> >    -             'pygments',
> >    -             'python-daemon',
> >    -             'python-dateutil',
> >    -             'requests',
> >    -             'setproctitle',
> >    -             'sqlalchemy',
> >    -             'tabulate',
> >    -             'tenacity',
> >    -             'text-unidecode',
> >    -             'thrift',
> >    -             'tzlocal',
> >    -             'unicodecsv',
> >    -             'zope.deprecation',
> >
> > Devel:
> >
> >    -     'beautifulsoup4',
> >    -     'click',
> >    -     'codecov',
> >    -     'flake8',
> >    -     'freezegun',
> >    -     'ipdb',
> >    -     'jira',
> >    -     'mongomock',
> >    -     'moto',
> >    -     'nose',
> >    -     'nose-ignore-docstring',
> >    -     'nose-timer',
> >    -     'parameterized',
> >    -     'paramiko',
> >    -     'pylint',
> >    -     'pysftp',
> >    -     'pywinrm',
> >    -     'qds-sdk', -> should be moved to separate qubole
> >    -     'rednose',
> >    -     'requests_mock',
> >
> > J.
> >
> >
> > On Mon, Jun 24, 2019 at 3:03 PM Ash Berlin-Taylor <ash@apache.org>
> wrote:
> >
> > > Another suggestion someone (I forget who, sorry) had was that we could
> > > maintain a full list of _fully tested and supported versions_ (i.e. the
> > > output of `pip freeze`) - that way people _can_ use other versions if
> > they
> > > want, but we can at least say "use these versions".
> > >
> > > I'm not 100% sure how that would work in practice though, but having it
> > be
> > > some list we can update without having to do a release is crucial.
> > >
> > > -ash
> > >
> > > > On 24 Jun 2019, at 10:00, Jarek Potiuk <Jarek.Potiuk@polidea.com>
> > wrote:
> > > >
> > > > With the recent Sphinx problem
> > > > <https://issues.apache.org/jira/browse/AIRFLOW-4841>- we got back
> our
> > > > old-time enemy. In this case sphinx autoapi has been released
> yesterday
> > > to
> > > > 1.1.0 version and it started to caused our master to fail, causing
> kind
> > > of
> > > > emergency rush to fix as master (and all PRs based on it) would be
> > > broken.
> > > >
> > > > I think I have a proposal that can address similar problems without
> > > pushing
> > > > us in emergency mode.
> > > >
> > > > *Context:*
> > > >
> > > > I wanted to return back to an old discussion - how we can avoid
> > unrelated
> > > > dependencies to cause emergencies on our side where we have to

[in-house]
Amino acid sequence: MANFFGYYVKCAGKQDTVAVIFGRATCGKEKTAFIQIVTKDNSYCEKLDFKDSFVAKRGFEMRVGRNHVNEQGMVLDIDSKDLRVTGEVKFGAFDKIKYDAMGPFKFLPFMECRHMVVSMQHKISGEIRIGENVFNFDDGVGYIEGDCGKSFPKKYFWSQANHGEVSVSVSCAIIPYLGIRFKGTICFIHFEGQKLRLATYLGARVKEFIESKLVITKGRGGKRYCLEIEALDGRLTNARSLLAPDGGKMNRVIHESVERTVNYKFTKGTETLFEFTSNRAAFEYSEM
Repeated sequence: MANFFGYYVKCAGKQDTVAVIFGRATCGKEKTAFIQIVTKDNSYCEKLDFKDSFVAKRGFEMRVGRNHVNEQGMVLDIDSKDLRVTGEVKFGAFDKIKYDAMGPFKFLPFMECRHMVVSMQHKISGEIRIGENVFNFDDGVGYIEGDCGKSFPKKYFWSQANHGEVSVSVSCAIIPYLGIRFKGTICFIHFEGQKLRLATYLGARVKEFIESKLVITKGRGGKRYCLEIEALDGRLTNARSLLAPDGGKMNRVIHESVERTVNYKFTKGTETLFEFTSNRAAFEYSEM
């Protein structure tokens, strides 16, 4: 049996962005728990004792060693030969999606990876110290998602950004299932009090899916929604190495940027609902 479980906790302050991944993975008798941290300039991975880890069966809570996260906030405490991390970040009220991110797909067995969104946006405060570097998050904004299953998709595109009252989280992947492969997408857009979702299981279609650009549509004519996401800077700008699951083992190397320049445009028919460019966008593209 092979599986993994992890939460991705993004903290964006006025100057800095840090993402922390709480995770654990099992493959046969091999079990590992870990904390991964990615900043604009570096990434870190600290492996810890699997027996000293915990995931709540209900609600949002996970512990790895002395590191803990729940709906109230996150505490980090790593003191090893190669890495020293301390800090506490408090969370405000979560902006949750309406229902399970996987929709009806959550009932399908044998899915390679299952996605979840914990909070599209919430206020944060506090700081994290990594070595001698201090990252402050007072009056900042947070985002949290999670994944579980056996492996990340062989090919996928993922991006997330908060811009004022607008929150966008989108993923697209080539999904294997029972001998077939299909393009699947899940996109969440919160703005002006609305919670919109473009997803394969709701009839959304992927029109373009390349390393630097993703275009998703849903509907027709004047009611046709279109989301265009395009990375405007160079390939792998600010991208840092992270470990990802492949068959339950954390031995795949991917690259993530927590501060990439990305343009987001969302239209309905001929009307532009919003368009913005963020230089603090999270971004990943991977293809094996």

> quickly
> > > > solve such dependency issues when they break our builds.
> > > >
> > > > *Change coming soon:*
> > > >
> > > > The problems will be partially addressed with last stage of AIP-10 (
> > > > https://github.com/apache/airflow/pull/4938 - pending only
> Kubernetes
> > > test
> > > > fix). It effectively freezes installed dependencies as cached layer
> of
> > > > docker image for builds which do not touch setup.py - so in case
> > setup.py
> > > > does not change, the dependencies will not be updated to latest ones.
> > > >
> > > > *Possibly even better long-term solution:*
> > > >
> > > > I think we should address it a bit better. We had a number of
> > discussions
> > > > on pinning dependencies (for example here
> > > > <
> > >
> >
> https://lists.apache.org/thread.html/9e775d11cce6a3473cbe31908a17d7840072125be2dff020ff59a441@%3Cdev.airflow.apache.org%3E
> > > >).
> > > > I think the conclusion there was that airflow is both "library" (for
> > > DAGs)
> > > > - where dependencies should not be pinned and end-product (where the
> > > > dependencies should be pinned). So it's a bit catch-22 situation.
> > > >
> > > > Looking at the problem with Sphinx however It came to me that maybe
> we
> > > can
> > > > use hybrid solution. We pin all the libraries (like Sphinx or Flask)
> > that
> > > > are used to merely build and test the end product but we do not pin
> the
> > > > libraries (like google-api) which are used in the context of library
> > > > (writing the operators and DAGs).
> > > >
> > > > What do you think? Maybe that will be the best of both worlds ? Then
> we
> > > > would have to classify the dependencies and maybe restructure
> setup.py
> > > > slightly to have an obvious distinction between those two types of
> > > > dependencies.
> > > >
> > > > J.
> > > >
> > > > --
> > > >
> > > > Jarek Potiuk
> > > > Polidea <https://www.polidea.com/> | Principal Software Engineer
> > > >
> > > > M: +48 660 796 129 <+48660796129>
> > > > [image: Polidea] <https://www.polidea.com/>
> > >
> > >
> >
> > --
> >
> > Jarek Potiuk
> > Polidea <https://www.polidea.com/> | Principal Software Engineer
> >
> > M: +48 660 796 129 <+48660796129>
> > [image: Polidea] <https://www.polidea.com/>
> >
>


-- 

Jarek Potiuk
Polidea <https://www.polidea.com/> | Principal Software Engineer

M: +48 660 796 129 <+48660796129>
[image: Polidea] <https://www.polidea.com/>